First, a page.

Trevor looked around the room. On the far right there was a smaller older lady waving as if desperate to be seen.

“Yes, the lady with the blue scarf.”

“Hello Trevor, I wonder if I could ask you a question?”

Trevor was caught off guard, “Er, yes, okay.”

“Can I ask how you voted in the referendum?”

He hadn’t expected this, but it was a debate after all.

The voice of his producer said something in his ear, he ignored it.

“I voted to remain in.”

A wave of voices flowed through the crowd.

“Can I ask why?” the lady asked.

“Well, as a journalist, it’s important that I listen to every voice, to research everything in detail, understand it and then be able to take a balanced and impartial view.”

The lady struggled to be heard over the raucous crowd, “And that’s my point. It is almost as if you were qualified to decide the fate of the country, we were not.”

“And how did you vote, if you don’t mind me asking?” Trevor asked.

The lady hung her head, as if ashamed. “I voted out.”

There was another noisy outburst from the crowd.

“And why was that?”

She took a moment to compose her answer. “I remember a time when the roads were quieter, people were nicer, everywhere was less busy and I got hung up too much on the whole immigration aspect of it all. It’s only after the event we realised that immigration had helped our country become what it was. We were stronger as part of a team and now we’re on our own.”

The lady said something but Trevor couldn’t hear her properly.

“Sorry, I didn’t catch that, can you say it again please?”

“I realise that I had voted selfishly. The polls said that the young people of the country wanted to remain in and now I have heard their voice and everyone else’s tonight, I realise, “ the lady wiped a tear from her eye, “I realise, I made the wrong decision. I voted for what I wanted, not what other people wanted or what would be best for the country.”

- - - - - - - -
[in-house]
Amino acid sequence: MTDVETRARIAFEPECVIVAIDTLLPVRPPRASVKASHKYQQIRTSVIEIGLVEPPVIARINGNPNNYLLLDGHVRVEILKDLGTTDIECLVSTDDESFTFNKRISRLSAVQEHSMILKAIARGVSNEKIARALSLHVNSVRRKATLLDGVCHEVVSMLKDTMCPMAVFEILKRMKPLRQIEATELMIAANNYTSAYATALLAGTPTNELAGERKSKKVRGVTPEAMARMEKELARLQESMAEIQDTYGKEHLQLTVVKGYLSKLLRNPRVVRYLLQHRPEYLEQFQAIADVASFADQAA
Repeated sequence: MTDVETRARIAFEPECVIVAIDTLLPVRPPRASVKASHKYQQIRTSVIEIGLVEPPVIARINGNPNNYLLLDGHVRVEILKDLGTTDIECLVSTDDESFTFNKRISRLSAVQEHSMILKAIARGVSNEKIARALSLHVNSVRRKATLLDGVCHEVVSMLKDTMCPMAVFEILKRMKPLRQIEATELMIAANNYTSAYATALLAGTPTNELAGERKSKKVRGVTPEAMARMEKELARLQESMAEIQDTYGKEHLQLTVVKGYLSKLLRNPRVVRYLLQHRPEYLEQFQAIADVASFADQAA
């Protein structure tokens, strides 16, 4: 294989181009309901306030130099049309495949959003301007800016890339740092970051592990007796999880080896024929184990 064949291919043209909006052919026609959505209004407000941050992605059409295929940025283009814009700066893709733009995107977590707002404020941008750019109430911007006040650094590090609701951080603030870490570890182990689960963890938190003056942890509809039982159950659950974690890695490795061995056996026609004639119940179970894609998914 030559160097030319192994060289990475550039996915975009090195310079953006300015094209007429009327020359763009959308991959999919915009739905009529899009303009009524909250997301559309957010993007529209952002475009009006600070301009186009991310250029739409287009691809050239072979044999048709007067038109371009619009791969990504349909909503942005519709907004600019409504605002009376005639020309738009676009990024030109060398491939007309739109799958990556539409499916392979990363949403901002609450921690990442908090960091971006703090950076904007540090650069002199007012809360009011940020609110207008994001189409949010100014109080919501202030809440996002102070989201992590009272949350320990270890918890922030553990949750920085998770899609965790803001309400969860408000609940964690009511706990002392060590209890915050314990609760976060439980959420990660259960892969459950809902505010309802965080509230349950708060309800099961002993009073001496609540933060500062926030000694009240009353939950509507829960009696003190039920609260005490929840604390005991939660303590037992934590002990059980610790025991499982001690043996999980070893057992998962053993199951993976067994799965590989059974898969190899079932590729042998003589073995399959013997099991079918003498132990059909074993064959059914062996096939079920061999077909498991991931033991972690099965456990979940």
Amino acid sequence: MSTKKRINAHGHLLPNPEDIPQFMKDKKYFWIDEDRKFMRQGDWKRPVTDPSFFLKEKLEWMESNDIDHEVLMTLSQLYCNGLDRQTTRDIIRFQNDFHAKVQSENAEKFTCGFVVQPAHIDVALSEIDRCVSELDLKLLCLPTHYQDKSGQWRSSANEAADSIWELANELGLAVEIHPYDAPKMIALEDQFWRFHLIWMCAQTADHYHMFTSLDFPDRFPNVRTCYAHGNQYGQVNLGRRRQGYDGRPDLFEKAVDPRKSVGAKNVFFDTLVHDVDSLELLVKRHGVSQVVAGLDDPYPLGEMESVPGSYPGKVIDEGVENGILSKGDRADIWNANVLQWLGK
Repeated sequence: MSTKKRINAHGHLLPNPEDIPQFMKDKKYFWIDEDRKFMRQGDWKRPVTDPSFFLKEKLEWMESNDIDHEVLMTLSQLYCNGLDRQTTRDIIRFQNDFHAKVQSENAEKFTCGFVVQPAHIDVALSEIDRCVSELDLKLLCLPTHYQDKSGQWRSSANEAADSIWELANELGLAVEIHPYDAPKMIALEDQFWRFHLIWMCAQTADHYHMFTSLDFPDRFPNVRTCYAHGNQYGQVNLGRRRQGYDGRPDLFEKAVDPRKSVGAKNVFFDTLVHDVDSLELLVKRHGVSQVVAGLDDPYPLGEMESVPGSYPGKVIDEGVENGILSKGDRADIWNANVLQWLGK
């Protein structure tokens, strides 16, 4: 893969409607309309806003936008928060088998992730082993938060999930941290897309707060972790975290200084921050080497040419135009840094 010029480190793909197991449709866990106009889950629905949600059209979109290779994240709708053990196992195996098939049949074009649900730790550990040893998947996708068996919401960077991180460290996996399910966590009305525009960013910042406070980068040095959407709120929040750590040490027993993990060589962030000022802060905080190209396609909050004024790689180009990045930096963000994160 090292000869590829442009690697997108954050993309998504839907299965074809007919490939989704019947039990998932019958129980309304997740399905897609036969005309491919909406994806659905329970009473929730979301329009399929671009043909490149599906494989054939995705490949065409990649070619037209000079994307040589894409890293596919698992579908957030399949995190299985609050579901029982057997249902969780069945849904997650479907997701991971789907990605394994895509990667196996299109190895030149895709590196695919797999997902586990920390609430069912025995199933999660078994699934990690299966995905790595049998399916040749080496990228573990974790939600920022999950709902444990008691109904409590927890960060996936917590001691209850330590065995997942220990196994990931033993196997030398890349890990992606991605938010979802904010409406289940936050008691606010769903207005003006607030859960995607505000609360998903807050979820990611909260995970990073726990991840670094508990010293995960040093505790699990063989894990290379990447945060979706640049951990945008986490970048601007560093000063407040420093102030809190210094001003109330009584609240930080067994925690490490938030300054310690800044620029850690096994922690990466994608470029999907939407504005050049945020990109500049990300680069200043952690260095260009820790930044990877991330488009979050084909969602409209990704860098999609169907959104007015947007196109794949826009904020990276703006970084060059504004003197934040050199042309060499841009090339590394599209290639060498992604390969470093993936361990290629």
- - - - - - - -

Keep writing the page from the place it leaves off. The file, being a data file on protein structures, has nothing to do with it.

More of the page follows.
The entire audience stood, shouting, clapping, cheering and whistling.

Trevor could hear the producer saying something in his ear but struggled to make out what it was. He pressed the earpiece firmly into his ear and could just about make out what he was saying.

“I said, that concludes things nicely, let’s wind it up – queue captions – roll.”



Written on the 17th June 2016.

Whilst this is a work of fiction, who is to say that it won’t end up becoming fact in the future?

Trevor Whiting is a fictional character and appears in my book, Pearl of Wisdom.

The opening chapter of the book includes The Debate, with Trevor Whiting, talking to the Prime Minister and the Deputy Prime Minister who are debating whether to have an EU Referendum.

Pearl of Wisdom has just been released which is coincidental in its timing considering the EU Referendum is to be held on Thursday 23rd June 2016.

Vote wisely people as it is not just our future that rests on this vote, it’s our children’s, our country’s, the future of the European Union and the potential stability of the entire world.